If you ask a Romanian shepherd, the government is out of touch with their traditional culture. And as a result, they say their livelihoods are under attack by hunters and conservationists who are trying to take away their dogs and restrict use of land for herding.

Take away their dogs? You read that right. 

A sheep stands on a field outside of  Bucharest, Romania.


Bogdan Cristel/Reuters

Back in December, as many as 4,000 shepherds and sheep herders wearing shaggy sheepskins, and carrying their wooden staffs, surrounded the Parliament building in Bucharest. They tried to climb over the walls.

“They were confronted by riot police with truncheons and tear gas. So that it was quite a surprising scene,” says the BBC 's Lucy Ash. Her radio documentary Romania: The Shepherd’s Revolt aired on Radio 4’s Crossing Continents program.

“They’re very angry about an amendment to Romania’s hunting law, “explains Ash. “It has to be recognized that hunting is a huge pastime in Romania especially among the elite …. But there are people who do it from all walks of life.

"And there was an amendment to the hunting law that was going to limit the number of dogs the shepherds would be allowed to keep. One dog on the plains, two dogs on hilly terrains, three dogs up in the mountains.”

That policy angered many shepherds who rely on dogs to protect them from the predators in the hills and valleys of the Carpathian Mountains. Romania has the biggest population of bears in Europe, 6,500 brown bears, and they can be quite vicious when hungry, says Ash.

“What the dogs do is they give the shepherds peace of mind. Otherwise they’re continually on edge worrying that a wolf is going to come down and snack on one of their sheep or that they’re going to be attacked by a bear. So they didn't really like lawmakers or hunters who they see as just people who treat the countryside as a place to come and have fun rather than actually work. They didn't like them telling them how many dogs they could keep.”

Bogdan Cristel/Reuters (Romania)

On the other side of the controversy, Romania has an influential hunting lobby — around two thirds of MPs are hunters — and they accuse shepherds’ dogs of scaring off or sometimes even killing their quarry. They also claim overgrazing is damaging the natural habitat of the deer, the boar and other wild animals they hunt.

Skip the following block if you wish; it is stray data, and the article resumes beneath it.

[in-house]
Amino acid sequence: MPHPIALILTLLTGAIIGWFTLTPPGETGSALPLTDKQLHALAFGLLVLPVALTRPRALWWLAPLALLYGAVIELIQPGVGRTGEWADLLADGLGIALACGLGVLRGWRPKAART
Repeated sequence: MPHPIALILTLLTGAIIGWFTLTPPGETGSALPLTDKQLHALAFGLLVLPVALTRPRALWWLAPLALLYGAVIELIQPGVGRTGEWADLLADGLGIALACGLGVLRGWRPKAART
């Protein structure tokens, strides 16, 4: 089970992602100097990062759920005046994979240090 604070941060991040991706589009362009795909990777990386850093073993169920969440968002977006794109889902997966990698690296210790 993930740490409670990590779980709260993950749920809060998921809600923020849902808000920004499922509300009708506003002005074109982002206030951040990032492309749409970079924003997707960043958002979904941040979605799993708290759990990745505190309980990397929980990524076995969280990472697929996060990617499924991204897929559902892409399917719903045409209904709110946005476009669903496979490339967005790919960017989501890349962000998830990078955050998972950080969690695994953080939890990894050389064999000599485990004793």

“The hunters on their side say these shepherds, some of them don't feed their dogs properly over the winter time, they attacked the animals that we want to shoot, some times that she attack our hunting dogs. One man who got out of a very fancy looking jeep was saying to me, ‘Do you realize that these pointers cost thousands of Euros to buy and to train it takes over a year and these horrible shepherds’ dogs attacked one and killed it?’

"So they were very much up in arms and they believe there are too many sheep in Romania. They say that because of subsidies from the European Union, shepherds and sheep herders have been encouraged to increase the number of their flock.  “So it's sort of like these two lobbies, the shepherds and the hunters are at loggerheads.”

At heart this is an argument about who or what the countryside is for, says Lucy Ash. “Is its main purpose an economic one? Is it primarily for leisure? Or should it be about the people who live there?"

While Romanians debate those questions, shepherds insist the new law is an attack on centuries of sheep rearing and their culture and traditions.

From PRI's The World ©2016 PRI